• St. David’s Cathedral
  • Treasury Building and Franklin Square
  • GPO and Hobart Town Hall
  • Penitentiary Chapel and Court
  • Hobart Aquatic Centre
  • Queen’s Domain and Government House
  • Cross the Tasman Bridge over the Derwent River
  • Views over Kangaroo Bay Marina and Bellerive

There’s no better place to take in the view than from Rosny Hill lookout for views of Hobart, Sandy Bay, Mt. Wellington, the Tasman Bridge and Glenorchy.

touring Hobart
Celebrity Solstice

We also had a great view of our ship, the Celebrity Solstice, too!

touring Hobart
The view from Rosny Hill toward Tasman Bridge

The first picture is of the Tasman Bridge, the main traffic route from the CBD (central business district) on the western shore to the eastern shore.  Opened in 1964, all was well until an accident in January 1975 when two pylons and three sections of the concrete decking fell from the bridge.  In the interim residents could use another bridge, which resulted in a 31 mile drive instead of the quick drive over the bridge or they could take the one ferry available.  Eventually, additional ferry services were provided to help thousands of commuters across the river.  Reconstruction on the bridge didn’t start until October and didn’t finish until October 1977.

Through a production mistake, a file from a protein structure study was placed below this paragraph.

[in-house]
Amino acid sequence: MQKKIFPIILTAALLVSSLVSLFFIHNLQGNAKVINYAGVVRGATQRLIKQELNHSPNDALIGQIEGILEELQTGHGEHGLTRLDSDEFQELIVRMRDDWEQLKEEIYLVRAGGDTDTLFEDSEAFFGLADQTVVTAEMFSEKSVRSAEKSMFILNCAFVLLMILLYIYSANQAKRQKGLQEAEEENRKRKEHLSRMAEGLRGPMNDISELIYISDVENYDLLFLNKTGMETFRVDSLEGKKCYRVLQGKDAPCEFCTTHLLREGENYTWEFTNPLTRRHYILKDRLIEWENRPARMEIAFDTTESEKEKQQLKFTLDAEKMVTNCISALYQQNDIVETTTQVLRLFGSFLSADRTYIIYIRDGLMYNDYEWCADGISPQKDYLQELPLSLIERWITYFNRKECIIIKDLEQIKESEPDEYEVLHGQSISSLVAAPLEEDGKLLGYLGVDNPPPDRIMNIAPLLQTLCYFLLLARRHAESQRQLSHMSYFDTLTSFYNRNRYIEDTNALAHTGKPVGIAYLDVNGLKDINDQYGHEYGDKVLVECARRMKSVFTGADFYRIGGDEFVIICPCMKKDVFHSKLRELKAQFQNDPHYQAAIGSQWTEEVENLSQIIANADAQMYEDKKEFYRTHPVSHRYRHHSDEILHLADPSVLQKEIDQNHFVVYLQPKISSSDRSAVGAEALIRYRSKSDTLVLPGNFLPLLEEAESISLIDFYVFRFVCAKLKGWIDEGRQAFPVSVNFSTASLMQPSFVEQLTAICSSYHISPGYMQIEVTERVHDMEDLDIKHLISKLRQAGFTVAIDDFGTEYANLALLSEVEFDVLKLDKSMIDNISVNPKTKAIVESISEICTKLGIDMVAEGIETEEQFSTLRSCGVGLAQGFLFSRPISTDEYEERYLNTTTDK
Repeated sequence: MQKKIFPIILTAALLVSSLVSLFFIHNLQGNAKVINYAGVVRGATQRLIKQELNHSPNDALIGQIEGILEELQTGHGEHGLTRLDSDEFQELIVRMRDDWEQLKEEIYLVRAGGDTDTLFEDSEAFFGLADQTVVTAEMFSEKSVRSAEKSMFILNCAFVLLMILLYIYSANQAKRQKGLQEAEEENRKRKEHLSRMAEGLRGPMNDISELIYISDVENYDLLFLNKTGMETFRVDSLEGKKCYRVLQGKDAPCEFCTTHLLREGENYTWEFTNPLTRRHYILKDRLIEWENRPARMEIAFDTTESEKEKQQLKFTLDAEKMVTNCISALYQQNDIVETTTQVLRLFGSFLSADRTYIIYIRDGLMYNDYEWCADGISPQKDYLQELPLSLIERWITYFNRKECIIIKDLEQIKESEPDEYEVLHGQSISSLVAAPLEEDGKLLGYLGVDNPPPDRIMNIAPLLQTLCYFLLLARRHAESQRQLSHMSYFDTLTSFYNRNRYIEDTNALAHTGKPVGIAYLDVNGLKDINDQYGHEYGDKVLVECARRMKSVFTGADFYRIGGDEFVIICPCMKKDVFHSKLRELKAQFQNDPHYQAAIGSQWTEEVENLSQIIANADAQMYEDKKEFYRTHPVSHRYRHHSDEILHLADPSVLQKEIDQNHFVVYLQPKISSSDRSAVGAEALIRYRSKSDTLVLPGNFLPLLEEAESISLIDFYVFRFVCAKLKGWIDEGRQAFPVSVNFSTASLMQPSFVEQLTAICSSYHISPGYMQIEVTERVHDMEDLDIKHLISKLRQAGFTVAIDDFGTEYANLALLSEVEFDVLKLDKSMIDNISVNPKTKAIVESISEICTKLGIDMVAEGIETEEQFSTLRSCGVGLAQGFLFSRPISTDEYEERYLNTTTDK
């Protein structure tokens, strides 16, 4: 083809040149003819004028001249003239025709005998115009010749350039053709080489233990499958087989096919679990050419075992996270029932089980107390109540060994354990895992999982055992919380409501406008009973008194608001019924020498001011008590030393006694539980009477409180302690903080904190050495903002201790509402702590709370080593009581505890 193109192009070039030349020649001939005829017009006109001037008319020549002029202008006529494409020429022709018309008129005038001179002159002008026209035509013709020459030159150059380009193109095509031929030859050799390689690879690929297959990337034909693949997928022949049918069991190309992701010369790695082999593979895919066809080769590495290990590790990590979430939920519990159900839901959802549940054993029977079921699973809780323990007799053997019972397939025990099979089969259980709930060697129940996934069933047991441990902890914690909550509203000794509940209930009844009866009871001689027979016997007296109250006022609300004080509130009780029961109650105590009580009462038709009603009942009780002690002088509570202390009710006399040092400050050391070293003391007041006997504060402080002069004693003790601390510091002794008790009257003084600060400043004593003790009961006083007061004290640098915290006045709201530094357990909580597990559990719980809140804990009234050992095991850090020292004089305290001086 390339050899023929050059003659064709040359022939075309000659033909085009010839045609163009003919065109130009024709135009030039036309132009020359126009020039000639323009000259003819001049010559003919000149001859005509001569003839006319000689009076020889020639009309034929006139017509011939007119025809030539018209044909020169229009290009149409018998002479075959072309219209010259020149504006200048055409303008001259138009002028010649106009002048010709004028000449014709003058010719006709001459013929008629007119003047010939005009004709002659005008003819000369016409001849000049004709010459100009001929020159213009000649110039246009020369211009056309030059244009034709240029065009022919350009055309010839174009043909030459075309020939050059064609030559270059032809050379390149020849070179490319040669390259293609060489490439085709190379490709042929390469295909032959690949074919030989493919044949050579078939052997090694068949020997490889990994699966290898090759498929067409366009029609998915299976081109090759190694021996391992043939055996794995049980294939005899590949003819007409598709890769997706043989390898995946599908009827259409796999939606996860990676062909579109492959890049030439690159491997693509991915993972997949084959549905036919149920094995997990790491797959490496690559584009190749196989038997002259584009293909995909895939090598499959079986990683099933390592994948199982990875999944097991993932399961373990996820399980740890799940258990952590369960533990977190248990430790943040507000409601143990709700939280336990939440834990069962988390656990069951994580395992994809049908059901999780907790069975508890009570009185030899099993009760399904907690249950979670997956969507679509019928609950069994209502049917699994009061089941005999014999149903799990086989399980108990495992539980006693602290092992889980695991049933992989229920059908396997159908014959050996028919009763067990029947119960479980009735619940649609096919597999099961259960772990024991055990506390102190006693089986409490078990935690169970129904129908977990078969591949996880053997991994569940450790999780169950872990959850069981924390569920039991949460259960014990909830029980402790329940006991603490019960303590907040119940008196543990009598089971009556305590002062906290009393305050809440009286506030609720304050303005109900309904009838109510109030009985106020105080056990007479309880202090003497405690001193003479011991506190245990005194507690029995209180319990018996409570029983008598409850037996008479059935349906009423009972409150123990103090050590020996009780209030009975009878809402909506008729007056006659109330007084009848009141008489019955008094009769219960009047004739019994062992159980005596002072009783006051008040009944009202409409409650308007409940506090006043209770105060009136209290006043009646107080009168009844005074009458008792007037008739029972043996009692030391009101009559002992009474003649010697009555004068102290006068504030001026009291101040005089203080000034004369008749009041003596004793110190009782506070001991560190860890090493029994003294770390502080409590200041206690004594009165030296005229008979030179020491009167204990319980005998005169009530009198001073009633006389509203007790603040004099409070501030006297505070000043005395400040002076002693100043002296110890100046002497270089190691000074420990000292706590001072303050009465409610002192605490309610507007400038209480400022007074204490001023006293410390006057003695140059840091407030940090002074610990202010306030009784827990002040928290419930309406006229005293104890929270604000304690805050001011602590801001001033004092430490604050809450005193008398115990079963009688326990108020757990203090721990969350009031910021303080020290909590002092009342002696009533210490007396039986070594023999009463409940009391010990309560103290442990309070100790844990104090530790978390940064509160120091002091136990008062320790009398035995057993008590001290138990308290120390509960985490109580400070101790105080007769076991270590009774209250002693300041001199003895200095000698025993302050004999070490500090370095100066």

The next stop on our tour was the Royal Tasmanian Botanical Gardens featuring ‘Pete’s Vegie Patch’, made famous by Peter Cundall of ABC’s Gardening Show.

Nearly 35 acres in size, it was established in 1818 and holds historic plant collections as well as number of significant trees dating back to the 19th century.  Also of note is the world’s only Subantarctic Plant House where plants from subantarctic islands in high southern latitudes are displayed in a climate controlled environment, where chilly fogs and mists mirror the wet, cold conditions of their island homes.